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Monday, July 30, 2012

Asking the Tough Questions

     So I had a Discussion with Sam (she calls it a row) about questions I should have asked my parents when interviewing them for an upcoming podcast. She felt I missed some golden opportunities.

     Basically I asked them what their Five top movies were, why each of them stood out. I asked my Mom her favorite musical, my Dad his favorite western. I asked them what they thought of remakes of classic movies, and what movies released in about the last five years they considered memorable.

    I'd like to know what questions my audience would like asked, so I can get the answers you are looking for in a podcast. let's hear from you what you consider important!


  1. Oh, I admit, I was in a mood. M.O.O.D.

    Looking back, though, I'm not so much concerned with the missed opportunities as I am worried that the two people interviewed were elderly. They had concerns about the recording:

    * Where would be used?
    * Who would have access to it?
    * What information would be on it?

    I'm concerned there wasn't enough of an effort made into putting them at ease.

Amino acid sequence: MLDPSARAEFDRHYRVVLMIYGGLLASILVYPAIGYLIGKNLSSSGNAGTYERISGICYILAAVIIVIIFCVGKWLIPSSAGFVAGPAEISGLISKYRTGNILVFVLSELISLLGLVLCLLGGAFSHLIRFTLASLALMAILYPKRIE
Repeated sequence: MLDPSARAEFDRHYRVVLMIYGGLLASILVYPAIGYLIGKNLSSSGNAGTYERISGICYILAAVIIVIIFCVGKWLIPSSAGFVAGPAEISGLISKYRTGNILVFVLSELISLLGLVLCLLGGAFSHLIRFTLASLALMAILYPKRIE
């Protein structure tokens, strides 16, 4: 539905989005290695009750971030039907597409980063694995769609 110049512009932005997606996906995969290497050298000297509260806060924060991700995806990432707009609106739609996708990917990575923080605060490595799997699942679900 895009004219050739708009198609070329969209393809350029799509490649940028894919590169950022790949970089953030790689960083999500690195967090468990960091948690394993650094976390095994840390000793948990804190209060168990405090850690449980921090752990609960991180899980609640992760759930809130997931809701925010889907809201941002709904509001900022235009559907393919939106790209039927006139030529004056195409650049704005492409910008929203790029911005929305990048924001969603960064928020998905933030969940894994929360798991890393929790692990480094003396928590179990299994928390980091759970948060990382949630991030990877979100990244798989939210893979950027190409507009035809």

We need to fix this. There needs to be a standard response to such concerns. You and I talking to each other is one thing. We can throw respect out the window when it comes down to talking to each other. We can use swear words and say one thing when we mean another. We can bully each other into answering - or into shutting up.

    They're not you and I.

    In the interest of full disclosure I haven't listened to the interview. I'm hoping to be pleasantly surprised. So here's crossing my finger.

    And, yes, it is a row. Phhhhbt.

    1. I made sure to address their concerns before I hit the record button. they wanted to make sure no names (or social security numbers) would be used in the interview. it turns out some names did slip in there and I will have to cut them out. but I think you will be pleased with what we have